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    Climbing while seated is more efficient than climbing while standing. Many powerful riders (Indurain, Ullrich) climb seated. I prefer to climb seated and will only stand when the grade is very steep or when on a very long climb to rest my back.

    Why are you trying to emulate others instead of perfecting your own technique?
     
  15. watts4speed

    watts4speed New Member

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    Thanks for the reply. My intent of asking the question was to get a better understanding of what causes the difference rather than figure out how to change my style. I'm so much at one end of the climb/sit spectrum that I was wondering what the reasons for it were. Anyone have any ideas?
     
  16. sogood

    sogood New Member

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    The conventional explanation is that there the muscles are being used differently b/n the two positions. So by switching position, you give some muscles a bit of a rest before going back to them. There's probably truth in that but more importantly for me, it gives my bum a rest by standing.
     
  17. john979

    john979 New Member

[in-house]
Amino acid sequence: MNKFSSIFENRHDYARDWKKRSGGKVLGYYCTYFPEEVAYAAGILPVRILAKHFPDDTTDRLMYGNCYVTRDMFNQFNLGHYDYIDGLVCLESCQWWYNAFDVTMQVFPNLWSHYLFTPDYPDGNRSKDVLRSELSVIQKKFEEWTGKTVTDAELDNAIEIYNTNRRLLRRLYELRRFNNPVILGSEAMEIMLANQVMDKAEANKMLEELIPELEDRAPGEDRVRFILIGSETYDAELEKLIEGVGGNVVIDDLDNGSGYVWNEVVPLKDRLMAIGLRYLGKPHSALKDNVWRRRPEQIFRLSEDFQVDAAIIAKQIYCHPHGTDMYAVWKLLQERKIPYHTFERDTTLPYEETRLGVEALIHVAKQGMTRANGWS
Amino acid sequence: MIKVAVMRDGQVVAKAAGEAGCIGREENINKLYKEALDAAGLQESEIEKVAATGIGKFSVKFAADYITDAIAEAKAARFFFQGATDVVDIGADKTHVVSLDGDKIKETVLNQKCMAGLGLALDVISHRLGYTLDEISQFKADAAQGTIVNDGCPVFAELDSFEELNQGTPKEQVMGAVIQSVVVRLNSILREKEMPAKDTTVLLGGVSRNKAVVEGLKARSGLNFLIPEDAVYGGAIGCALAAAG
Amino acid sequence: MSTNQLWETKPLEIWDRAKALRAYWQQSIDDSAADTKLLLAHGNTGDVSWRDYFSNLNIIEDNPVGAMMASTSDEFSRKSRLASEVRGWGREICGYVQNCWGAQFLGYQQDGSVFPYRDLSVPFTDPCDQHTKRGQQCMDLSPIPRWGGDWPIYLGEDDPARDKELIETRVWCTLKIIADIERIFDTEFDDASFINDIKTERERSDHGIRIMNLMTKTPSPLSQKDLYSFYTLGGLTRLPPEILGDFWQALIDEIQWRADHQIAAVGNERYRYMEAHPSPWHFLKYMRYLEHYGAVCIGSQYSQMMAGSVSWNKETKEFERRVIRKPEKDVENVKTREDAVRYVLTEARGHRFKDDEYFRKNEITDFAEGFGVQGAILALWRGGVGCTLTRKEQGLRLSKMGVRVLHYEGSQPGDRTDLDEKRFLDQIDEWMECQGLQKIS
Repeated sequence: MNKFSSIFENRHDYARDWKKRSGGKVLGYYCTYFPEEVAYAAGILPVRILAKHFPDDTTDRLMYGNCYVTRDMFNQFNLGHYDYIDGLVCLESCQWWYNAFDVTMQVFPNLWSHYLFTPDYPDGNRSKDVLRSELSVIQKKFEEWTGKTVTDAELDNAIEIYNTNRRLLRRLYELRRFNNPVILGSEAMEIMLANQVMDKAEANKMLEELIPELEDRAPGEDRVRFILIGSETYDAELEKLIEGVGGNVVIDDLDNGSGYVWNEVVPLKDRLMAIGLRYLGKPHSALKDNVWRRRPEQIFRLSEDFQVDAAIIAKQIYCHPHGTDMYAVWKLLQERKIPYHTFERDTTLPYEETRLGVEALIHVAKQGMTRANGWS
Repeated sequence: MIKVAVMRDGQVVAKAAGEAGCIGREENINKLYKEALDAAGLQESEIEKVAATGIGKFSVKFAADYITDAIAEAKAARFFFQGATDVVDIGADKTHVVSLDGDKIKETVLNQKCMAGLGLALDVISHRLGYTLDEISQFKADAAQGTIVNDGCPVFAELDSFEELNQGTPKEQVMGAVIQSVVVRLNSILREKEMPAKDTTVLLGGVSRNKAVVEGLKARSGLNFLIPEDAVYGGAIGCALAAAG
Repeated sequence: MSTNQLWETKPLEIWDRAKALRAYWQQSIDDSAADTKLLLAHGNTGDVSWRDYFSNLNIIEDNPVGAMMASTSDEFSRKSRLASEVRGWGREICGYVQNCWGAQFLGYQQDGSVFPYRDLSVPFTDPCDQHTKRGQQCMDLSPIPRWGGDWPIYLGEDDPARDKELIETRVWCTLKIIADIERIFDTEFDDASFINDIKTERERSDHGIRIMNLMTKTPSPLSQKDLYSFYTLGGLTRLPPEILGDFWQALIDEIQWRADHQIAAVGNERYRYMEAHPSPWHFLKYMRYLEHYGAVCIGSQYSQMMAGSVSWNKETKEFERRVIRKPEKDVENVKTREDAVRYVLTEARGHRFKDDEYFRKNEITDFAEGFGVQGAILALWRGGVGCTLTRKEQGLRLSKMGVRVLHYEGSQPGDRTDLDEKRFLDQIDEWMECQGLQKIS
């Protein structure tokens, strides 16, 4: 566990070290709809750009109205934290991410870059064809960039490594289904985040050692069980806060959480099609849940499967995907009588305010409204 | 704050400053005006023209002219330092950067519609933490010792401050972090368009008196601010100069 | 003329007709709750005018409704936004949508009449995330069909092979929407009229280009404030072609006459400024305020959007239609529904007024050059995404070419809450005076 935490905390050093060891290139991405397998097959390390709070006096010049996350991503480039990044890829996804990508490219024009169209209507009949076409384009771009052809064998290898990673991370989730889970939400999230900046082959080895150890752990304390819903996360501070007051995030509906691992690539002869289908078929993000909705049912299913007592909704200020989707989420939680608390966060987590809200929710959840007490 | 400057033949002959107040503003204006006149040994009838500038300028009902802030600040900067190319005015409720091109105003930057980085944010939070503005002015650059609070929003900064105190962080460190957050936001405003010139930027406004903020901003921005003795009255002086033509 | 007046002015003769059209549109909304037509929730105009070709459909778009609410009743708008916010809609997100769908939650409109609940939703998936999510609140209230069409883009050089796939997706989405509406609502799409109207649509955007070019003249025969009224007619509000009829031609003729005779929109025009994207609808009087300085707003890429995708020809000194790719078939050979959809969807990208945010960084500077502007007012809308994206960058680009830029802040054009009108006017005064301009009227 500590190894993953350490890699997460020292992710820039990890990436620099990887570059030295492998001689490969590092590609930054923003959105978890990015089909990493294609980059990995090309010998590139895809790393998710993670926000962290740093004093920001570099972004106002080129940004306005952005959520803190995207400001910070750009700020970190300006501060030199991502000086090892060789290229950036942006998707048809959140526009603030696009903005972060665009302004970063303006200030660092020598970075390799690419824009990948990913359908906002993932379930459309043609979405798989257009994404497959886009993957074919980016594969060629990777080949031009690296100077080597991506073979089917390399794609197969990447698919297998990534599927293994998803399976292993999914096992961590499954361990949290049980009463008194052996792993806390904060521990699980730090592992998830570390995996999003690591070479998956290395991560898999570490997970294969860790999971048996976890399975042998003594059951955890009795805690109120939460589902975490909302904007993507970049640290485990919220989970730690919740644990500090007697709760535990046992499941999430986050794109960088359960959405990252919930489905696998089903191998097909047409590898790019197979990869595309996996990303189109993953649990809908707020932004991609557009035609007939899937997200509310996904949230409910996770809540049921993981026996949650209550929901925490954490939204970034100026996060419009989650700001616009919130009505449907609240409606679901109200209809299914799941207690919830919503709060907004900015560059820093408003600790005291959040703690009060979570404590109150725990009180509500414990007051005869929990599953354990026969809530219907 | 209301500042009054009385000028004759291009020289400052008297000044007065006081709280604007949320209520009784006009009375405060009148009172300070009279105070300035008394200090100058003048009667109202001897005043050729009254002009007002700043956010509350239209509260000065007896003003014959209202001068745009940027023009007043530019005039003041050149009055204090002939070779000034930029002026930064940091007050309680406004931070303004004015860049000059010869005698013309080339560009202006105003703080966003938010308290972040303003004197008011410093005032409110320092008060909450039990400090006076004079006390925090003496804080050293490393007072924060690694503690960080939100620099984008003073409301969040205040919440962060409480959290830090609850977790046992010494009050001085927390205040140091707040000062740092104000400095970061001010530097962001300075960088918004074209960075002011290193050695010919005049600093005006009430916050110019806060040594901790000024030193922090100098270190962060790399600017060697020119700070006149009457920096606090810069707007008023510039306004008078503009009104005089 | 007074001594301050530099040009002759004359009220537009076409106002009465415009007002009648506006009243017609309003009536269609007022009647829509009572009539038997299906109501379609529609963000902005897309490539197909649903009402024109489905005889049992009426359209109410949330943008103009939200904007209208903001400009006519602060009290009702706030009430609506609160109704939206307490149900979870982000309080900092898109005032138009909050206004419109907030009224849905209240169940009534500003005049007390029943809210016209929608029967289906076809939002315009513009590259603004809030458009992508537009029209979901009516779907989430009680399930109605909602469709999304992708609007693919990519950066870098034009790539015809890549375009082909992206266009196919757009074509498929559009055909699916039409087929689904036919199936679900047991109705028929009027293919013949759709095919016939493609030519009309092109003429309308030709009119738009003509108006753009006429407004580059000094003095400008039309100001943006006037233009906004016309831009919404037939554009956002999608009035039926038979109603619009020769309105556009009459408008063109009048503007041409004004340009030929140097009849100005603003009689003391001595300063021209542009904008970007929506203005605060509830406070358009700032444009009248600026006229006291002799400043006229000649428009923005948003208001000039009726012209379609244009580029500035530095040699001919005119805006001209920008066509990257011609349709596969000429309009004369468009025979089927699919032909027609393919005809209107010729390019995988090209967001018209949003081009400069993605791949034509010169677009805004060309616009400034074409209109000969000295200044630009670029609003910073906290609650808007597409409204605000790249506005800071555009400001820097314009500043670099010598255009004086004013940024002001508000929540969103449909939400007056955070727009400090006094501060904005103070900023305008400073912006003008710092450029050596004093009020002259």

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    Do you have a power meter? What is your corresponding power?
     
  18. john979

    john979 New Member

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    OK. One thing I have learned is that without objective data, accurate analysis is impossible. Do you have a power meter? If so, you can get an idea of your fiber composition from your power profile.
     
  19. cdy291

    cdy291 New Member

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    Nope, No power meter.
     
  20. john979

    john979 New Member

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    I have a power meter on my road bike and indoor trainer. The indoor trainer allows for very controlled conditions. I find, and it is well documented, that under isopower conditions, a lower cadence induces a slightly heart rate. However, the power level might not be sustainable. Personally, I also find that perceived exertion increases as cadence decreases, again under isopower conditions.

    Standing, for the same power and cadence, will induce a higher heart rate, due to increased upper body motion and more upright position (standing heart rate is higher than seated).

    If your heart rate is significantly decreasing while standing, you might be producing less power.